Key members of the U.S. Congress said Friday they had reached a compromise to shift more than $1 billion to try to keep struggling families together, including those with babies born dependant on opioids. The proposal is driven in part by an opioid crisis that threatens thousands of families. The bill would allow mental health, substance abuse and parenting assistance whenever a child is deemed at “imminent risk” of
entering foster care. The measure also offers support for relatives who unexpectedly assume responsibility for a child when a parent cannot. Under current law, such funds may only be spent after a child enters foster care. A spokesman for the Child Welfare League of America, John Sciamanna, called the proposed change “a landmark…, potentially historic.” The legislation involves more than $1 billion over 10 years.
Related opioid bills have not included funding. “This bill would make a historic shift in child welfare funding by offering a way for moms and dads to get help and treatment rather than pitching in only after children are removed from home,” said Sen. Ron Wyden, the ranking Democrat on the Senate Finance Committee. The bill is a compromise between four powerful members of Congress: Wyden; the Senate Finance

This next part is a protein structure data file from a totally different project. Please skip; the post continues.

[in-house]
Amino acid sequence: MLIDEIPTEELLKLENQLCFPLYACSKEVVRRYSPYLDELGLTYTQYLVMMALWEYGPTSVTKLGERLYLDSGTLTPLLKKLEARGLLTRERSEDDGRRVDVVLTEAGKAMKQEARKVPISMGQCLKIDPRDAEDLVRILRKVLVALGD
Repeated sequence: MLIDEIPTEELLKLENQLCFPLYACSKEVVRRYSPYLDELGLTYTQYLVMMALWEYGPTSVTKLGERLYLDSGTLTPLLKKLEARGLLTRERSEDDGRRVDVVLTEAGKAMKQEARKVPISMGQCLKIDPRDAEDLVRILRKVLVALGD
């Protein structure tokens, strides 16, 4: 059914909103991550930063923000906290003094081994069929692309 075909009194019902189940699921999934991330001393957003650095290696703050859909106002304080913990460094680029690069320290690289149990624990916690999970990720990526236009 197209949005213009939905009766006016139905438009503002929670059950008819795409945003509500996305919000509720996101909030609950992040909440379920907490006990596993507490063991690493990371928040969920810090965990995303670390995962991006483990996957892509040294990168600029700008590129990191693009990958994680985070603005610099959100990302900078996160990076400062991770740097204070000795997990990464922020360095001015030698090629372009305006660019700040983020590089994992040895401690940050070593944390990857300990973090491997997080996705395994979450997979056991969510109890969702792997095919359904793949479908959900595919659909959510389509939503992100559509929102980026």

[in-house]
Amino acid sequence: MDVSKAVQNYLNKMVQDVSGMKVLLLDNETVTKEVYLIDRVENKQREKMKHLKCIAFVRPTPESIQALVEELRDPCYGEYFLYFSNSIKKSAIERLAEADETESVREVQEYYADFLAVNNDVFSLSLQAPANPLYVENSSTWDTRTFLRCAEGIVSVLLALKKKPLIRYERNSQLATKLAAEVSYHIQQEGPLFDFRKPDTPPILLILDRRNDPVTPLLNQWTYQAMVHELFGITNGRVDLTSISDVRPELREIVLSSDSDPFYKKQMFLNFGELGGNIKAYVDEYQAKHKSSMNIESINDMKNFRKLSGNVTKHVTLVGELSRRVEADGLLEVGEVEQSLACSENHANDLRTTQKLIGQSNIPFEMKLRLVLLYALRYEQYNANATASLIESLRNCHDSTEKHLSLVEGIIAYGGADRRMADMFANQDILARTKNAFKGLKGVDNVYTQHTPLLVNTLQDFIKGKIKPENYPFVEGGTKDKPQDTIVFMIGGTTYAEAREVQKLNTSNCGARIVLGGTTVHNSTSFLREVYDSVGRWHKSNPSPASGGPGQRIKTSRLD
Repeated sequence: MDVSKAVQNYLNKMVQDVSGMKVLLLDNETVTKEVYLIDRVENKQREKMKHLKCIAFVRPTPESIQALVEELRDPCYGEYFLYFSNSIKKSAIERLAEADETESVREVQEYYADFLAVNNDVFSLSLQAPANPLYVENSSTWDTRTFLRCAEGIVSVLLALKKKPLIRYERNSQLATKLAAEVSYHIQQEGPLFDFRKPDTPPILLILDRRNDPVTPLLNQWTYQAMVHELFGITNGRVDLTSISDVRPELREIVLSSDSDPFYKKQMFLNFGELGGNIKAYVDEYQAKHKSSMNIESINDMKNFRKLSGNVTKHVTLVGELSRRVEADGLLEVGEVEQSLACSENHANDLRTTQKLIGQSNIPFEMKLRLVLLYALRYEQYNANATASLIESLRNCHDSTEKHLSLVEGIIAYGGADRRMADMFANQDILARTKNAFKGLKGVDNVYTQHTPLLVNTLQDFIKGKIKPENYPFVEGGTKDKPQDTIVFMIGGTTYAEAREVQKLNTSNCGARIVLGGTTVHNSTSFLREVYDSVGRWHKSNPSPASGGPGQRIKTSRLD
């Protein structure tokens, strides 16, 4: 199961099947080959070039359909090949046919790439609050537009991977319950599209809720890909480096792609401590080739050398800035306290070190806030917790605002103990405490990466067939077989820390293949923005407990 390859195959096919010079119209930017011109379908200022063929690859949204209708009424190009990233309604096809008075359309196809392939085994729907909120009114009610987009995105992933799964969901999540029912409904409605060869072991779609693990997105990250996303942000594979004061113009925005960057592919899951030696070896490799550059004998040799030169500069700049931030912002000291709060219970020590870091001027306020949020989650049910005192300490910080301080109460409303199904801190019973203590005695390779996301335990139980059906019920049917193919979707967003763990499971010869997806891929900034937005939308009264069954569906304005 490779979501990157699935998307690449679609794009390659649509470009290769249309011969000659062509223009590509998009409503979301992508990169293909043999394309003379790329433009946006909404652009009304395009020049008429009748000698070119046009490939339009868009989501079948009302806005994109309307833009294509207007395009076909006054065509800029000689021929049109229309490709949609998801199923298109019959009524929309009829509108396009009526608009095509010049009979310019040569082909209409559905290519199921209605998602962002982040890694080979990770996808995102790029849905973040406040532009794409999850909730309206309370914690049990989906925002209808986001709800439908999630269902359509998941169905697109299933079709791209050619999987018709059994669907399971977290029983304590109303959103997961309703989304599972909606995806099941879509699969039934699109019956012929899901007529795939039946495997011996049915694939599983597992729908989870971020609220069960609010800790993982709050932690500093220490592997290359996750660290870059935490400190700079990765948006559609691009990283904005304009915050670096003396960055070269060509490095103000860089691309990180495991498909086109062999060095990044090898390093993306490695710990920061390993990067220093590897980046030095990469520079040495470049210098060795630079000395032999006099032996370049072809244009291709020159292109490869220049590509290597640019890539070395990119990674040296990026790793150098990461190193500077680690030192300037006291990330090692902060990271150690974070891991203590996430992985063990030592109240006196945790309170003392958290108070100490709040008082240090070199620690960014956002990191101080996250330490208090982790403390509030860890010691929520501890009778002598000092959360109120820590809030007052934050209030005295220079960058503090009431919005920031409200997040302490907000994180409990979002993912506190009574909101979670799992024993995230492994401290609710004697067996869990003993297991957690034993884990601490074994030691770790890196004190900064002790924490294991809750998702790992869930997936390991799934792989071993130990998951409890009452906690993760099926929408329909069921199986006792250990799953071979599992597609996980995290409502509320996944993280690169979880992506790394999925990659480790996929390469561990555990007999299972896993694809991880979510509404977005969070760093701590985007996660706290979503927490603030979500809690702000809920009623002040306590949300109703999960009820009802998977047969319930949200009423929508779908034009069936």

committee’s Republican chair, Orrin Hatch of Utah; the Republican chair of the House Ways & Means Committee, Kevin Brady of Texas; and the ranking Democrat on Ways & Means, Sander Levin of Michigan. The plan offers “bipartisan solutions for families and children affected by the opioid addiction crisis,” Hatch said in a statement. In December, a Reuters investigation revealed that at least 110 babies had died since
2010 after being born opioid-dependent and sent home with parents ill-prepared to care for them. No more than nine of the 50 U.S. states followed a federal law requiring them to help those newborns, the news agency found. In response to the Reuters series, the U.S. Department of Health and Human Services asked all states to report by June 30 whether and how they are following the existing law, known as the Child
Abuse Prevention and Treatment Act. In May, the House passed legislation to improve safety planning for children born dependent on opioid drugs. Reanne Pederson of Devils Lake, N.D., one of the women portrayed in the Reuters series who accidentally smothered her newborn in bed while on drugs, said she was happy to hear about new funding possibilities. “It’s important to me that moms who are struggling with addiction
get help,” she said.